Discussion:
Bug fix: DMA regression for STM32 f10x [1 Attachment]
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Laurent Latil
2013-05-15 15:06:47 UTC
Permalink
Hi,

Here is a fix for the DMA problem encountered on 'hymini-stm32', but
concerns the whole STM32 f10x family.
When applied, the SD card can be accessed successfully, filesystem
mounted, etc.
('git bissect' is a *great* tool by the way...)

Regards.
--
- Laurent Latil -
Gregory N
2013-05-15 22:19:33 UTC
Permalink
Hi, Laurent,
Post by Laurent Latil
Here is a fix for the DMA problem encountered on 'hymini-stm32', but
concerns the whole STM32 f10x family.
When applied, the SD card can be accessed successfully, filesystem
mounted, etc.
('git bissect' is a *great* tool by the way...)
Yes, that is a problem thanks. The change is checked-in.

This had me really puzzled because I know that STM32 F1 DMA has worked. It has worked for several years now!

But I see that the error was introduced here (way back in February of 2012):

http://sourceforge.net/p/nuttx/git/ci/19b930ec0781b037b3b7fdde0a0fddc798861fe8/tree/nuttx/arch/arm/src/stm32/chip/stm32f10xxx_dma.h?diff=d7ea71908198fbe6ed03df12eb3ce2b77a8945dc

Looks like an STM32 F4 change that included a blind F1 change as well:

http://sourceforge.net/p/nuttx/git/ci/d7ea71908198fbe6ed03df12eb3ce2b77a8945dc/

Sorry for the inconvenience. It has been there long enough that I fear there now could be other errors that assume these bad DMA register definitions.

Greg
llatil
2013-05-16 21:03:37 UTC
Permalink
Hi Gregory,
Post by Gregory N
This had me really puzzled because I know that STM32 F1 DMA has worked. It has worked for several years now!
I know that, as it worked perfectly on the Nuttx version I used until now. That's why I took time to track it down (and because I really need SD card support too)

As I wrote the regression was tracked through a bisect.
And this brings me a question/remark about the Nuttx GIT repository:
there are no tags (apparently) in the Nuttx history.

So, how can we retrieve the exact source code for a given Nuttx revision ?

PS: I am a long time SVN user, and I still struggle a little bit with GIT. So may be I missed something obvious.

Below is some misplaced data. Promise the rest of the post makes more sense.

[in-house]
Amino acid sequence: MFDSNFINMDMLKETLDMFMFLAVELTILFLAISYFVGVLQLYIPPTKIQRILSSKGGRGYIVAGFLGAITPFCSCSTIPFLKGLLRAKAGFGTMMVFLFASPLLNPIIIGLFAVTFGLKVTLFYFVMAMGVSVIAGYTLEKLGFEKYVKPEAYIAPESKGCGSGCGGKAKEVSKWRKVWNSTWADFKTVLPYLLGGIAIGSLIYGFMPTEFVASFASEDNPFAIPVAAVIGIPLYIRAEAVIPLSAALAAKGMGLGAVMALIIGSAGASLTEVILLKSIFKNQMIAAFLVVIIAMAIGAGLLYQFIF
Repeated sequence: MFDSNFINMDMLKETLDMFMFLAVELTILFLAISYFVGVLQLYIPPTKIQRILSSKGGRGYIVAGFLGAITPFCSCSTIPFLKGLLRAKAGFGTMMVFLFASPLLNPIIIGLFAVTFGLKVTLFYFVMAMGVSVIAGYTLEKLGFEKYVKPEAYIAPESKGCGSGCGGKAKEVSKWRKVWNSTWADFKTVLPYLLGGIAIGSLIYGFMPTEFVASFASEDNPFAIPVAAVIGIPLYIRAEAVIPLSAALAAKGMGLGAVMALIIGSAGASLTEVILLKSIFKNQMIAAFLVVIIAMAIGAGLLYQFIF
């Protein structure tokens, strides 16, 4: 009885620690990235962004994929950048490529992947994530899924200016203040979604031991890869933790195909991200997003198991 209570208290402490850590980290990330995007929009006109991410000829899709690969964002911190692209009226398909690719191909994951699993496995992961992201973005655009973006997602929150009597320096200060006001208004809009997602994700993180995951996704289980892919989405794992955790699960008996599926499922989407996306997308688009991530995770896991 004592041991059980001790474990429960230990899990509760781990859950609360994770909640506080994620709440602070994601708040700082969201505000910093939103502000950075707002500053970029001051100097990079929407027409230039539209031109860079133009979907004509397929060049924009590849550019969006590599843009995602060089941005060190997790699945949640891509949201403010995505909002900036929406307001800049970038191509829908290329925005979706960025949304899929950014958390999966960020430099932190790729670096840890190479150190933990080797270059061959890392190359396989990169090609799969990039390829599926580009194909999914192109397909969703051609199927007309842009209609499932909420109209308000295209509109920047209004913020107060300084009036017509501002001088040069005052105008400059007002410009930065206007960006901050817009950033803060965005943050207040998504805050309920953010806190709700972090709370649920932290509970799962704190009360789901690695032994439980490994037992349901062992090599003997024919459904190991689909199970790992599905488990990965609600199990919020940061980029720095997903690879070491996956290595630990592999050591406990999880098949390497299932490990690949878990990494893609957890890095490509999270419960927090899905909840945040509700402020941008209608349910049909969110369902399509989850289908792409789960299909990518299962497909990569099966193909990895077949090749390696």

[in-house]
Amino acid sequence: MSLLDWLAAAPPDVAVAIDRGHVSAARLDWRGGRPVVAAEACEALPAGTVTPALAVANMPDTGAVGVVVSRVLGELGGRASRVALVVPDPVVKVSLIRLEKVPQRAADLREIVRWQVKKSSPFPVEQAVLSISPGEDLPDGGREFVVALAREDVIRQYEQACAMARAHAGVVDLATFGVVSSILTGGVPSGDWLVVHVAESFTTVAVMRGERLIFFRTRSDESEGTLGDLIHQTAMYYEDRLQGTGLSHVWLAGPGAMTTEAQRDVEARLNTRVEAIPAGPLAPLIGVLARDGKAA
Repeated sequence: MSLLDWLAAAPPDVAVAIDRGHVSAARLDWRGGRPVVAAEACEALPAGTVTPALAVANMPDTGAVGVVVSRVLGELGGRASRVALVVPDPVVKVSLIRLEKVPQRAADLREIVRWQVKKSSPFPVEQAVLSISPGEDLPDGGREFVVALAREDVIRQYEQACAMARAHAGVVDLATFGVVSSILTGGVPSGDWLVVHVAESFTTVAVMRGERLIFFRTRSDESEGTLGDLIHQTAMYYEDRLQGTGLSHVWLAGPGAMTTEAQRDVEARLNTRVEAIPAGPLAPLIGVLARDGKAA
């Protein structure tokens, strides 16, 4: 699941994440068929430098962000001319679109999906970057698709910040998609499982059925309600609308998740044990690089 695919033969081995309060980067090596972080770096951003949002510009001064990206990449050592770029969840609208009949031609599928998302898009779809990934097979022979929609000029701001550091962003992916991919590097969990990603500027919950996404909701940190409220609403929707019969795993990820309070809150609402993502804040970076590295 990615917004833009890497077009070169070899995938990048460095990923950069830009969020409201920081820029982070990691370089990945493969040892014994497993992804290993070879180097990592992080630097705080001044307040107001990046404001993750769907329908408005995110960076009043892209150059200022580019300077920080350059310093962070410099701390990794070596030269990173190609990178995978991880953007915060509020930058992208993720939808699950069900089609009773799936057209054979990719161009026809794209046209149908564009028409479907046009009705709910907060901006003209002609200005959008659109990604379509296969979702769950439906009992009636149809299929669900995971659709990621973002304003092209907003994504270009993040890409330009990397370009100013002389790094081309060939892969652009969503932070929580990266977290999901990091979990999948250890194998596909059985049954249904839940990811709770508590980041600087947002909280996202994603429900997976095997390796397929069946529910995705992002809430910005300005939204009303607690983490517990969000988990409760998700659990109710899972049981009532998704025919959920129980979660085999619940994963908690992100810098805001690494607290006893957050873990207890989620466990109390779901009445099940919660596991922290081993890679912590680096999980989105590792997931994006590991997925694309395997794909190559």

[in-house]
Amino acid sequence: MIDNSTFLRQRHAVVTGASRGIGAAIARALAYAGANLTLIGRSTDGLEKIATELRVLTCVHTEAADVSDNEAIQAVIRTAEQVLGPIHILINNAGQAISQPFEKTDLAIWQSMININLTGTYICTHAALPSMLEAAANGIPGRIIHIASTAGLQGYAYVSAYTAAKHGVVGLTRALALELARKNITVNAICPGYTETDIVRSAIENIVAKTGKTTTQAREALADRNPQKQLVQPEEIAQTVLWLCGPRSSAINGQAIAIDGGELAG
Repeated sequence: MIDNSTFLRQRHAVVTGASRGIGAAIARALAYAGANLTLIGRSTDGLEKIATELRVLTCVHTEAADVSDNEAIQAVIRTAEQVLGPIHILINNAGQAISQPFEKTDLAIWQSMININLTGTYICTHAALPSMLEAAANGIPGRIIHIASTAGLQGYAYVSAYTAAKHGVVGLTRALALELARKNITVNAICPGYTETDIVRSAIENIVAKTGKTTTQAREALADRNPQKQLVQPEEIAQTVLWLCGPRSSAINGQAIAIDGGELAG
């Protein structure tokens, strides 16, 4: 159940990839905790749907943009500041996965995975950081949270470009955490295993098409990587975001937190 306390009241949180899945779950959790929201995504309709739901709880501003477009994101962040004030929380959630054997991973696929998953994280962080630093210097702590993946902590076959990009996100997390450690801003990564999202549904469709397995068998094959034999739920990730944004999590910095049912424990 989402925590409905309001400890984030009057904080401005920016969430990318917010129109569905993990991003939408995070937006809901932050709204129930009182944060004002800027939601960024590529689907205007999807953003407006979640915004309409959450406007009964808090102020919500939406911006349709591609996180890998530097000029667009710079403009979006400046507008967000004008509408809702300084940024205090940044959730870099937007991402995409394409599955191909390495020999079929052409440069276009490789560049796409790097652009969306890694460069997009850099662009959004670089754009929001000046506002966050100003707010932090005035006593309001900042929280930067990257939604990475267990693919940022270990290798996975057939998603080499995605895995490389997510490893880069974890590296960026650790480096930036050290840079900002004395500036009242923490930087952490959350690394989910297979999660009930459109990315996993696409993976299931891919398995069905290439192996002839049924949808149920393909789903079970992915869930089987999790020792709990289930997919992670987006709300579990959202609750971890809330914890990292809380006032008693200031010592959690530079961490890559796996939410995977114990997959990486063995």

- Laurent Latil -
Gregory N
2013-05-16 21:20:30 UTC
Permalink
Laurent,
Post by llatil
Post by Gregory N
This had me really puzzled because I know that STM32 F1 DMA has worked. It has worked for several years now!
I know that, as it worked perfectly on the Nuttx version I used until now. That's why I took time to track it down (and because I really need SD card support too)
As I wrote the regression was tracked through a bisect.
Thank your for finding and fixing that! It looks like the STM32 F1 DMA has been broken since Feb, 2012!
Post by llatil
there are no tags (apparently) in the Nuttx history.
So, how can we retrieve the exact source code for a given Nuttx revision ?
PS: I am a long time SVN user, and I still struggle a little bit with GIT. So may be I missed something obvious.
I recently converted everything from SVN to GIT by popular demand. This decision was based on better server NuttX users; personally, I think that SVN is a better choice for a one-person repository.

In the nuttx/ReleaseNotes, there are SVN revision numbers for each release. But those won't help too much now. But here is a trick that works for me.

1. CD into the NuttX directory, then
2. git log ReleaseNotes

That will get the long GIT UUID for each release. For the older SVN releases, it should also give you the mapping to the SVN revision number (but not for the later commits).

Normally, the update to the release notes is the very last commit before the release so this UUID can be used instead of the SVN revision number.

Greg
Gerd v. Egidy
2013-05-17 07:51:39 UTC
Permalink
Hi Greg,
Post by Gregory N
Post by llatil
there are no tags (apparently) in the Nuttx history.
In the nuttx/ReleaseNotes, there are SVN revision numbers for each release.
But those won't help too much now. But here is a trick that works for me.
1. CD into the NuttX directory, then
2. git log ReleaseNotes
That will get the long GIT UUID for each release. For the older SVN
releases, it should also give you the mapping to the SVN revision number
(but not for the later commits).
Normally, the update to the release notes is the very last commit before the
release so this UUID can be used instead of the SVN revision number.
this is a good way for finding the corresponding git UUIDs for the older
releases.

But please consider adding git tags for future releases. That would make
bisecting and other log-searching tasks easier in the future.

Adding a regular tag in git is easy, just run this after the last commit:

git tag -a <tagname>

Using annotated tags (-a) makes sure they always get pushed out without any
special options to remember.

The even better alternative would be:

git tag -u <key-id> <tagname>

This will create a gpg signed tag using the gpg key <key-id>. This has the
advantage that you can be sure that noone has tampered with the repository up
to the signed tag.

Kind regards,

Gerd
Gregory N
2013-05-17 13:47:15 UTC
Permalink
Hi, Gerd,
Post by Gerd v. Egidy
Post by Gregory N
Post by llatil
there are no tags (apparently) in the Nuttx history.
In the nuttx/ReleaseNotes, there are SVN revision numbers for each release.
But those won't help too much now. But here is a trick that works for me.
1. CD into the NuttX directory, then
2. git log ReleaseNotes
That will get the long GIT UUID for each release. For the older SVN
releases, it should also give you the mapping to the SVN revision number
(but not for the later commits).
Normally, the update to the release notes is the very last commit before the
release so this UUID can be used instead of the SVN revision number.
this is a good way for finding the corresponding git UUIDs for the older
releases.